Does contaminated land pose a threat to potential property buyers?

The thought of buying a property on contamined land sounds really scary, especially to those with young families or pets. The good news is, however, that contaminated land doesn’t generally pose a huge threat to those who live on it, and that there are many ways to remediate the land from contamination.

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What are the threats posed by contaminated land?

The level of threat will depend hugely on what the land was used for previously. Any house that is built on what was once industrial land (a brownfield site) is likely to have some contamination. The threat is that chemicals in the soil can enter humans, for instance via plants which are grown at the property. Chemicals mainly contaminate the soil, but also leach into groundwater and even ponds and lakes. Some threats are not just to humans, but to the natural environment around your property, and may even affect the property itself. This may especially be the case with corrosive substances. In very rare cases, contaminants may pose a fire risk.

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What to do if an environmental search discovers land contamination?

The most likely way that you will discover a house you want to buy is on contaminated land, is via the environmental searches your conveyancer undertakes as part of the house buying process. If the search finds that the property is on contaminated land, this may become a problem for your mortgage company.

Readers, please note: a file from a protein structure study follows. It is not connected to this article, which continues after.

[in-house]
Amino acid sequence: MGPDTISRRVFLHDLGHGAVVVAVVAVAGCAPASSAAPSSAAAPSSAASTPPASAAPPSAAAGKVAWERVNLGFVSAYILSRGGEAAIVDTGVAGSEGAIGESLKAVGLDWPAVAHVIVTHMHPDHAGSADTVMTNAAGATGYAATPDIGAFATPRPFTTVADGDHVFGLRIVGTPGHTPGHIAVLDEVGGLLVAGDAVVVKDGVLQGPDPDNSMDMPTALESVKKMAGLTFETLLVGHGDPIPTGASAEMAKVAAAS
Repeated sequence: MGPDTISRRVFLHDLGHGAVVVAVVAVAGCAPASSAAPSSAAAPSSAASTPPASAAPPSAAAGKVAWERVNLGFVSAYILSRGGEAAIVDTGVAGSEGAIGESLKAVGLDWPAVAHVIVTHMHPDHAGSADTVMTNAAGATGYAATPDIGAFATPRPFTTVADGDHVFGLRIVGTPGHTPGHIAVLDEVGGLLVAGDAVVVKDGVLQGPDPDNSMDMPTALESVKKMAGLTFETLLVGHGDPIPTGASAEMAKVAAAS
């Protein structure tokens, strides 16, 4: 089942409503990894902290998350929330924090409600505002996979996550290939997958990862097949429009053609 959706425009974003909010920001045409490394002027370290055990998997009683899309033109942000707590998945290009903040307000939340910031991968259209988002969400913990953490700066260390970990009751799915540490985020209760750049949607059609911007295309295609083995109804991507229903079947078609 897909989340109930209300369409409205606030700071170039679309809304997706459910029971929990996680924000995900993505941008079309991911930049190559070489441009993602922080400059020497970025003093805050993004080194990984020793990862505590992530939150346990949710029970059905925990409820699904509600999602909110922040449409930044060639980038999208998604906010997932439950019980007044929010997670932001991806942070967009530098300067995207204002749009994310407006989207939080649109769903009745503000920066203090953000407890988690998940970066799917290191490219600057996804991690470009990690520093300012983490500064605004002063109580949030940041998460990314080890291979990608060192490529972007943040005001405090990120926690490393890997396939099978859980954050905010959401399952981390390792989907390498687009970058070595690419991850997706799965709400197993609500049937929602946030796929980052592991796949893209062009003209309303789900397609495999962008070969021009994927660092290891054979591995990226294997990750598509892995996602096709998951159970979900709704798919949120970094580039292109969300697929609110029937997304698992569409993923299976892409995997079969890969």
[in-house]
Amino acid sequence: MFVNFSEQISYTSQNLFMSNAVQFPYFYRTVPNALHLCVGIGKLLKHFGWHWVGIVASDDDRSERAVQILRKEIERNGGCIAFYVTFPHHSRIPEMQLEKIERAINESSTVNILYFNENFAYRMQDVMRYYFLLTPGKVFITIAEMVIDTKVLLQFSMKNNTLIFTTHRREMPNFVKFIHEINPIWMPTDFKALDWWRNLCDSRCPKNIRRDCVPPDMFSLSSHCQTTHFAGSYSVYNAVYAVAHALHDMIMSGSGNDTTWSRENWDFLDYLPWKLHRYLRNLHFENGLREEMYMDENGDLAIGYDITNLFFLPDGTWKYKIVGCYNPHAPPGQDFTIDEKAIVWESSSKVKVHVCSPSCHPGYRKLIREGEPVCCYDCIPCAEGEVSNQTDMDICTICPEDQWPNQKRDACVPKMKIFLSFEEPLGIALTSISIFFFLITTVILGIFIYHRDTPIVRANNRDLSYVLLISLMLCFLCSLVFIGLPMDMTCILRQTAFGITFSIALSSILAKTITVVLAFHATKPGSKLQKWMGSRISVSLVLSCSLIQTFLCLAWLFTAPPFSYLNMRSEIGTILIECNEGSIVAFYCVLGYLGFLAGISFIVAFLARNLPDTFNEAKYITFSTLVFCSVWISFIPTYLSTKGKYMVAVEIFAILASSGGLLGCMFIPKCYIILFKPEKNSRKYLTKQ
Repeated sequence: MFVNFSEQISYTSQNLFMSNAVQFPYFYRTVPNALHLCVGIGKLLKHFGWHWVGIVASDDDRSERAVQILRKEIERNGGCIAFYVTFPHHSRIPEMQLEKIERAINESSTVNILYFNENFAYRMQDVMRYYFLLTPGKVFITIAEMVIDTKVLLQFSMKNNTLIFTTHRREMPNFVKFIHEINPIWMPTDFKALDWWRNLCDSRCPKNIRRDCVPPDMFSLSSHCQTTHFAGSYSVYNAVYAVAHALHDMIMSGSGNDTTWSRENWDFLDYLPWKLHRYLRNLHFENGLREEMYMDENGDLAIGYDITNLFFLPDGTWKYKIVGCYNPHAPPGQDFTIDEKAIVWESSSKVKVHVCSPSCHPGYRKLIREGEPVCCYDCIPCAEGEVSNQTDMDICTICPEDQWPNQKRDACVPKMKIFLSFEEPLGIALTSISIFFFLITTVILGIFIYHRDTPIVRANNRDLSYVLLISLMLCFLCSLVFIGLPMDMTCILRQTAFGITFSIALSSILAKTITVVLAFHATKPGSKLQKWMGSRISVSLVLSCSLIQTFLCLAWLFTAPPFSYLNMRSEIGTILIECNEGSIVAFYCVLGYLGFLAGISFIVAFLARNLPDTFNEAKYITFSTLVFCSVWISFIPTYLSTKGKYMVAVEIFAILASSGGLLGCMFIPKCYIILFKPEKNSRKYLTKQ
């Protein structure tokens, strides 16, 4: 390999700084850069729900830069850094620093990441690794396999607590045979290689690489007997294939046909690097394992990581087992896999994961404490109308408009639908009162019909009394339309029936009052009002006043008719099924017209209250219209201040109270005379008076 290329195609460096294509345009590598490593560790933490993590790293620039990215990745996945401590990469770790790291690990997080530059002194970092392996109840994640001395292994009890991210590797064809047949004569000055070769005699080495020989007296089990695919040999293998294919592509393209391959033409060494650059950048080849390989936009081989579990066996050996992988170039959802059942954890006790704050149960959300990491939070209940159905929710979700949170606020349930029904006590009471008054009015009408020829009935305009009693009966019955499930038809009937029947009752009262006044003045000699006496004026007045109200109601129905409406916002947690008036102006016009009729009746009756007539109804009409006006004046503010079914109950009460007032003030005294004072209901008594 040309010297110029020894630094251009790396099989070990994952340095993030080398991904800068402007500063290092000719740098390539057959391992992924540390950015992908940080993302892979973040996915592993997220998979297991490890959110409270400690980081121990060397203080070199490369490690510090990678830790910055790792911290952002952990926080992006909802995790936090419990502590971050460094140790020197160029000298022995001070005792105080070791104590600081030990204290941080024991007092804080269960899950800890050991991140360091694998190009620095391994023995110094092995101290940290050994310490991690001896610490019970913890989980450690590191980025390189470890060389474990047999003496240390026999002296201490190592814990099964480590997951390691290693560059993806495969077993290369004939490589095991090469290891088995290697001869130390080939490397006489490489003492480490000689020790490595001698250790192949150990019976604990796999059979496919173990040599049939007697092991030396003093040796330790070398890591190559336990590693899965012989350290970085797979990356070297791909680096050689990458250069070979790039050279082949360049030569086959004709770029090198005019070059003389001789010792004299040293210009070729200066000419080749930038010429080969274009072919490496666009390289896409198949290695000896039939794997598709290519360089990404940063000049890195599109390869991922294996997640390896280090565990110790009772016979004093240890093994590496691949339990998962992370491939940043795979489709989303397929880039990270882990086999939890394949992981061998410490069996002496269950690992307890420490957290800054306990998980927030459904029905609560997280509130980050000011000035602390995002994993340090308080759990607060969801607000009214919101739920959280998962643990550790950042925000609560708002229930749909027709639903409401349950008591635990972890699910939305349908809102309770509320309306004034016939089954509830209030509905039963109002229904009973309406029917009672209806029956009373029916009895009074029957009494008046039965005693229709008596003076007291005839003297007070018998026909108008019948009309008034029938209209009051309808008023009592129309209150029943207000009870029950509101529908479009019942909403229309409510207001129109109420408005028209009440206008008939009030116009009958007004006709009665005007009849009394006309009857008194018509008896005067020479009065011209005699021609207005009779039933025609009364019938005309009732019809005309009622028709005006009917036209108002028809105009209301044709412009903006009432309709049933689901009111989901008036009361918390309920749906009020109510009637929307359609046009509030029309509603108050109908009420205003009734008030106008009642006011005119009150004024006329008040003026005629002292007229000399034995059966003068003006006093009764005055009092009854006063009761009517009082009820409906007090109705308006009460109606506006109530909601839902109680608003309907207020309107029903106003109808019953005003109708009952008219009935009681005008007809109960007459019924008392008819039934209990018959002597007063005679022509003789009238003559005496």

In the vast majority of cases, land can be returned to its natural, healthy state with the help of an experienced land remediation service. There are various ways a land remediation service will decontaminate soil and groundwater, which will depend on the type of chemicals involved and the size of the area. Further good news is that the responsibility of cleaning it up lies at the feet of the person who caused it (i.e the industrial company) or after that, the current owner. This means you can either request that the owner organises a clean-up of the land, or, if your mortgage company allows it, you can continue to purchase the property but negotiate a lower selling price with the seller.

Contaminated land rarely poses a great threat and it can usually be dealt with easily by an experienced remediation company.

 

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